Rebecca Poore has a hard time getting around. The Prince Frederick resident, who is disabled and depends on a monthly welfare check of $185, said she cannot afford to buy a car or pay taxi fares.
Poore, 38, said she has only one option for mobility: the Calvert County public transit system, which lets senior citizens and welfare recipients ride its buses for free.
"It's not that I don't want to pay," she said. "I just can't afford to."
The Board of County Commissioners is considering across-the-board fare increases that would impose fees on seniors and welfare recipients for the first time. The staff members keeping track of transit operation finances say the increases are necessary to maintain the system, which has run $100,000 deficits in recent years.
Under the proposed rate plan, senior citizens and welfare recipients would pay 75 cents for general bus fare and 35 cents for a shuttle bus. Poore, who rides the shuttle bus up to four times a day, said she cannot afford the increases.
"I'll probably have to walk," she said. "The 35 cents would cause a great hardship."
Poore was one of a half-dozen opponents of the increases who spoke at a public hearing last week and asked the commissioners to modify the plan. Several senior citizens and members of the county's Commission on Aging said the proposal would hurt the elderly.
"Is it really absolutely necessary to have the changes?" said Dimitri Zafiropulos, 78, of Prince Frederick. "There are a lot of seniors out there that cannot afford to pay this increase."
Under the current system, senior citizens and welfare recipients are asked to pay a donation. Robert Rollins, the county's transportation supervisor, said that approach left too much discretion to drivers, who were supposed to determine whether a rider could afford to pay a fare. The proposed plan would set a uniform policy for all riders to follow.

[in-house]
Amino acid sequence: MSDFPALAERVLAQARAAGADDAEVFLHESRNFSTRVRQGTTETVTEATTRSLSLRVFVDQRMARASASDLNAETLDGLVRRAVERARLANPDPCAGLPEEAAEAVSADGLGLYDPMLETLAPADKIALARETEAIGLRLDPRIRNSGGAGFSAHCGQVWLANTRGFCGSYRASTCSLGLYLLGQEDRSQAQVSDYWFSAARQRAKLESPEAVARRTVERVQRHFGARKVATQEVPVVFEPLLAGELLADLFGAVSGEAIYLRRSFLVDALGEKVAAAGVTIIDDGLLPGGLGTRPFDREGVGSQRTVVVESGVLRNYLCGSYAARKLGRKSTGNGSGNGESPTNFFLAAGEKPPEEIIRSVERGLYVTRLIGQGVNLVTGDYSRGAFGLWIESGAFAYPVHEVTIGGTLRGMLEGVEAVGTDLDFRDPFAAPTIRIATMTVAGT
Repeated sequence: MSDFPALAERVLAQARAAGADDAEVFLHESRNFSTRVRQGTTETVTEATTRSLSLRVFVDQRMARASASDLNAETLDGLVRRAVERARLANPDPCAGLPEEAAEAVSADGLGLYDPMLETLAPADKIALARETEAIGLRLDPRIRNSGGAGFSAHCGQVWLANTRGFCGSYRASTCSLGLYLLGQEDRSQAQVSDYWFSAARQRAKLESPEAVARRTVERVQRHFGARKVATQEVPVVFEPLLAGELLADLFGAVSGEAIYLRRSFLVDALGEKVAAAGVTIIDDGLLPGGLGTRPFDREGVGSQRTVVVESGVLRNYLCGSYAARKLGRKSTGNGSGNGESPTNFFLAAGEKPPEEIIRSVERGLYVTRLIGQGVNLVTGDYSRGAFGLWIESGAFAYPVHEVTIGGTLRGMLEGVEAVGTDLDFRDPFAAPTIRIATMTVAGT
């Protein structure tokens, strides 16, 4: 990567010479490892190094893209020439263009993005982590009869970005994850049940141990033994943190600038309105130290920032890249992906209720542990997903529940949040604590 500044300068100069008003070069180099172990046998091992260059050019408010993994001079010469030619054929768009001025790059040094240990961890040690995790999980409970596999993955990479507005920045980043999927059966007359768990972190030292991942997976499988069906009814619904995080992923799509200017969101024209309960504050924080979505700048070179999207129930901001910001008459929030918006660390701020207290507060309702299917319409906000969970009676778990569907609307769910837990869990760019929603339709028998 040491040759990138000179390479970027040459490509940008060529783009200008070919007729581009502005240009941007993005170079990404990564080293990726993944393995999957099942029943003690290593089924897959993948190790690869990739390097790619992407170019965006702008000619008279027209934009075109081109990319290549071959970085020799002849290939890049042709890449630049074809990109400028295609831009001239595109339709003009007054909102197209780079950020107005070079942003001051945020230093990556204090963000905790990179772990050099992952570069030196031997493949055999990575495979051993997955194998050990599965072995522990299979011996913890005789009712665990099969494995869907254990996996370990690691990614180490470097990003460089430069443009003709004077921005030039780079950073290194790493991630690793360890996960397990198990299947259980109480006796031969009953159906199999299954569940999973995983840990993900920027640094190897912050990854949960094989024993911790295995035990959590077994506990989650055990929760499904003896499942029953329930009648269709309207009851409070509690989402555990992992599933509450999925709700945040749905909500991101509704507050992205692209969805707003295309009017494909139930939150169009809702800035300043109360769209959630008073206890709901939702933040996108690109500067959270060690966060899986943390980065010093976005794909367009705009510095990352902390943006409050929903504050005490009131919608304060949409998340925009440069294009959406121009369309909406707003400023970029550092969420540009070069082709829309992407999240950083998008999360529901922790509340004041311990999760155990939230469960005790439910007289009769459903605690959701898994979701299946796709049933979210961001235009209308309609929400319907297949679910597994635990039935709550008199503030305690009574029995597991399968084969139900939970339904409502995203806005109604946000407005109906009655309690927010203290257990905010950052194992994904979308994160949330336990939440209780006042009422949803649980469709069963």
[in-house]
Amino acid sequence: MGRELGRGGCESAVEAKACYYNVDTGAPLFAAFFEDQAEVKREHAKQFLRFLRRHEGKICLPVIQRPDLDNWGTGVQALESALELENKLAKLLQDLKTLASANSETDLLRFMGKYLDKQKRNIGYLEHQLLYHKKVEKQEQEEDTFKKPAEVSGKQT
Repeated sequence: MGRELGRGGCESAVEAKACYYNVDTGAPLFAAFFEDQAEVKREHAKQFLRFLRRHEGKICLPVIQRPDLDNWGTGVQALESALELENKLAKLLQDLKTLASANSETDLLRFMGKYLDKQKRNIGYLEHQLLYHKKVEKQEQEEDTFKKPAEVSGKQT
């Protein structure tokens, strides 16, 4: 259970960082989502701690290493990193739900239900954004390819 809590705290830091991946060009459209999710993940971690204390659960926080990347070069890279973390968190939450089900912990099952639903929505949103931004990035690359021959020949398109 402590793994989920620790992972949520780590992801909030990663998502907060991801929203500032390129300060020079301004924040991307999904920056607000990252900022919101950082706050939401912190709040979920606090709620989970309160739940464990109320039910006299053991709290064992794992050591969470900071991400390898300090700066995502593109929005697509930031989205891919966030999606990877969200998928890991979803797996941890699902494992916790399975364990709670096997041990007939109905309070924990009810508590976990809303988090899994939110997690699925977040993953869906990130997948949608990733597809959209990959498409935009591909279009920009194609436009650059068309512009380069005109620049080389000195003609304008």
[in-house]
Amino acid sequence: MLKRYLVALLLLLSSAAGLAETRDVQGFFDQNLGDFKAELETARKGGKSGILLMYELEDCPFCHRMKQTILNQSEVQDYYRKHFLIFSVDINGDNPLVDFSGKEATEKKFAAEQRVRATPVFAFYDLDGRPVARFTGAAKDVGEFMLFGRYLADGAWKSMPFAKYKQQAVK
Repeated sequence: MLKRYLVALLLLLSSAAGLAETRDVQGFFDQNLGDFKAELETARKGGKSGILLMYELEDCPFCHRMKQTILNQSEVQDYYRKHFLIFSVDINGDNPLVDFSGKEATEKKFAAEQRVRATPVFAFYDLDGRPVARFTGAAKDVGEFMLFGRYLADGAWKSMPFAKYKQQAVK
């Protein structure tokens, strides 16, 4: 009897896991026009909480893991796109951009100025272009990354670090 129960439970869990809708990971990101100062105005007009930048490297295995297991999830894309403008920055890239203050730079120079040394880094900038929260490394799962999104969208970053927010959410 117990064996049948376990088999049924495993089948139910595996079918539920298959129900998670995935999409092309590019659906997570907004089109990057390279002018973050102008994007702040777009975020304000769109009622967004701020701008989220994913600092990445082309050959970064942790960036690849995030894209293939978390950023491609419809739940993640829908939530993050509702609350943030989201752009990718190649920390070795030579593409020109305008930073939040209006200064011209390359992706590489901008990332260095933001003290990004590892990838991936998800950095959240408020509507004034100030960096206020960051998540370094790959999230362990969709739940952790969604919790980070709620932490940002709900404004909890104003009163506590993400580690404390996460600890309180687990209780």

"Nobody will get on the bus and want to ride for free," Rollins said. "We just want a system where everybody has to put something in the fare box."
The proposal would also raise fares for the general public from $1.25 to $1.50 and shuttle fares from 50 cents to 75 cents.
Several commissioners said they would not vote for the fare increases before implementing a program to provide free passes to county residents who cannot afford bus fees.
"We need to put a system in place that accommodates those people through free tokens or free vouchers," said Commissioner Susan Shaw (R-Huntingtown). "If your income is $550 in Calvert County, you can't afford [to pay] a penny."
But Maureen T. Hoffman, director of the Department of Community Resources, said the transportation budget is stretched thin.
"We've just not identified the funding for those free trip coupons," Hoffman said.
Zafiropulos said the county cannot abandon its most vulnerable residents. The commissioners, he said, should subsidize public transportation to ensure that the poor can afford it.
"We have a moral obligation to the senior citizens who cannot afford to pay this increase," he said. "The county can afford to absorb this loss."
Commissioner Gerald W. Clark (R-Lusby) seemed to agree.
"For us to give seniors a free ride . . . is costing us $40,000 or $50,000 out of the county budget," he said. "I guess my answer is: So what?"
Hoffman said she appreciated the testimony of the seniors and low-income riders but said budget constraints could not be ignored.
"They are very heartfelt," she said. "But for us, it comes down to a business. It's very expensive."